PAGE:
There are few people in politics with more explaining to do right now than Karl Rove. The one-time "architect" of George W. Bush's electoral victories spent the past two years extracting many hundreds of millions of dollars from wealthy and angry conservatives for his super PAC American Crossroads, promising the money would be put to good use: ending the presidency of Barack Obama and winning seats in Congress for Republicans. Two days out from Election Day, with President Obama sitting comfortably atop a pile of 303 electoral votes (perhaps more) and Democrats having added seats in the Senate, Rove is looking for someone or something to blame, arguing that the president got "lucky" with a little help from Hurricane Sandy.
His November 8 Wall Street Journal column is a mish-mash of electoral data and stale anti-Obama invective that gives some credit for Obama's reelection to the president's campaign, but also lays heaps of responsibility on exogenous factors:
The president was also lucky. This time, the October surprise was not a dirty trick but an act of God. Hurricane Sandy interrupted Mr. Romney's momentum and allowed Mr. Obama to look presidential and bipartisan.
Then there was the anonymous New York Times headline writer who affixed "Let Detroit Go Bankrupt" to Mr. Romney's November 2008 op-ed on reorganizing the auto companies, which the Obama campaign brought up again and again in the industrial Midwest. The president made it appear that Mr. Romney favored liquidation of the companies (which he did not), instead of an orderly reorganization (which he did).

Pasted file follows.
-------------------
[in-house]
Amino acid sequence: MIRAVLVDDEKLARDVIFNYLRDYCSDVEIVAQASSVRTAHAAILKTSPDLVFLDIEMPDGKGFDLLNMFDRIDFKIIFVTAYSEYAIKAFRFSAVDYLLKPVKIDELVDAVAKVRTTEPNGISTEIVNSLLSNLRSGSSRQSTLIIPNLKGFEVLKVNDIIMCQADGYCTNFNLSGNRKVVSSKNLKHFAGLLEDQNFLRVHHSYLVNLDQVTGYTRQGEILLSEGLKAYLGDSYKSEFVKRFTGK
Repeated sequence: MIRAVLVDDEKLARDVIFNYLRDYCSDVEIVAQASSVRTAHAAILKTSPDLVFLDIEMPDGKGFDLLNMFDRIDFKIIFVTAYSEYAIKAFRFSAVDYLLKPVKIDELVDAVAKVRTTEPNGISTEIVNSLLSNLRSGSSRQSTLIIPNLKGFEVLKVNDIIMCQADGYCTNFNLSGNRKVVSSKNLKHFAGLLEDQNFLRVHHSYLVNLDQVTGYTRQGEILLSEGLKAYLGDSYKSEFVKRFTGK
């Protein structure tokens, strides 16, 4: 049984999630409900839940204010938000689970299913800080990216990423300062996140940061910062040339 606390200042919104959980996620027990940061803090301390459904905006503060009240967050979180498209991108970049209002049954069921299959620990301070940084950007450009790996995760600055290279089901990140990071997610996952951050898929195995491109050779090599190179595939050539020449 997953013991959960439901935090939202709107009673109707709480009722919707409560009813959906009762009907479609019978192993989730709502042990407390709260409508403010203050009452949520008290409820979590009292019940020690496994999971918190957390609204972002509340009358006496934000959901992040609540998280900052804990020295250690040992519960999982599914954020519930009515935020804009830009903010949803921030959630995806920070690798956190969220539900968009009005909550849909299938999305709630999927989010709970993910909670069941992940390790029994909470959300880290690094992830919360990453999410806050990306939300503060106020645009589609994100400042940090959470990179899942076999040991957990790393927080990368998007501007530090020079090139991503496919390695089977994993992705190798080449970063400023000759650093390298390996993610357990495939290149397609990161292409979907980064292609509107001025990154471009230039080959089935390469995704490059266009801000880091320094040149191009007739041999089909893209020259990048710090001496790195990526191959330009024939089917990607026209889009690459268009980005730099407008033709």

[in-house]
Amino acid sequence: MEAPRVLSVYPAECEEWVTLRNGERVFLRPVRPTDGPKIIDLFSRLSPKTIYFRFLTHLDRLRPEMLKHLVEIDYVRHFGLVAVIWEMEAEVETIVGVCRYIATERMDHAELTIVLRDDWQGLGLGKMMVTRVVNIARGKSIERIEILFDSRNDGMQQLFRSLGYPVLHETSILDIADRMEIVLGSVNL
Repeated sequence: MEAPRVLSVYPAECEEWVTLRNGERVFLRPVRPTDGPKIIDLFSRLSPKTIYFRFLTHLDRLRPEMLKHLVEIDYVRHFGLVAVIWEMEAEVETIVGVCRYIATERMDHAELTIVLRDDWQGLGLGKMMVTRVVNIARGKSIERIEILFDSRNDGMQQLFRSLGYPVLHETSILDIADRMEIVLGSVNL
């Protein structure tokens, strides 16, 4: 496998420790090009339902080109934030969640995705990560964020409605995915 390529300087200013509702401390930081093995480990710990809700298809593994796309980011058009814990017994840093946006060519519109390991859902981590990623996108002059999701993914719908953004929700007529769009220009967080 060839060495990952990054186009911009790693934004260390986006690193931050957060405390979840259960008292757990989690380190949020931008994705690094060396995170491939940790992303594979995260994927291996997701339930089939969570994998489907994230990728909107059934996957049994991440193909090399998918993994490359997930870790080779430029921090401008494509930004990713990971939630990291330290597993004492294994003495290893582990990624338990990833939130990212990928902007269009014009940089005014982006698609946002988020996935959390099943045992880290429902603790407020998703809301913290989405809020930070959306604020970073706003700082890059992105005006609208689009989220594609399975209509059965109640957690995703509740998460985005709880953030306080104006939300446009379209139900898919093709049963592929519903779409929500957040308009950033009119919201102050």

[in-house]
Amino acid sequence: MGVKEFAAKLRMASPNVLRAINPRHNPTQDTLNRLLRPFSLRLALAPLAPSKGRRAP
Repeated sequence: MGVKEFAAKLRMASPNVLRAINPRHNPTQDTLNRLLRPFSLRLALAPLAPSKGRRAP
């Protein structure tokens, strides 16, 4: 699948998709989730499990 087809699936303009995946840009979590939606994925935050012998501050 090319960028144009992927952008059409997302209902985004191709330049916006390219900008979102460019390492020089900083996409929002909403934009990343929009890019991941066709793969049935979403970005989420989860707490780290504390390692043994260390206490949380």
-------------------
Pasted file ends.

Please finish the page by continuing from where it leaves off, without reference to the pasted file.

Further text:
That wasn't all. A hotel employee with a cellphone camera taped Mr. Romney talking at a May fundraiser about the "47%" of the population that do not have any federal income-tax liability. When released in September, the video added to public doubts about Mr. Romney's wealth and character.
Rove's ex-post facto analysis of the election is interesting for a couple of reasons. First off, Rove's column immediately preceding the election insisted that "It comes down to numbers. And in the final days of this presidential race, from polling data to early voting, they favor Mitt Romney." Now he's throwing those once-predictive numbers out the window and arguing that it really came down to the president's campaign strategy (which he spent all year insisting would not work and would actually redound to Romney's benefit) and a healthy dose of deus ex machina.
Second, of the many high-profile conservatives who confidently predicted a comfortable Romney victory, Rove is virtually alone in refusing to acknowledge that his analysis was completely wrong. Michael Barone of the Washington Examiner (who predicted Romney would win 315 electoral votes) wrote yesterday: "The results are in and I was wrong." Even Dick Morris offered a mea culpa for his outlandish assurances of a Romney landslide.
Instead, Rove is insisting that the pre-election arrival of Hurricane Sandy means President Obama was "lucky." Meanwhile, Rove has hundreds of millions in spending to answer for. So if people do really come to believe that President Obama was reelected because of hurricane damage in New York and New Jersey, and not in spite of the millions of dollars spent fruitlessly on Crossroads ads in Ohio and Florida, then it's actually Rove himself who should feel "lucky."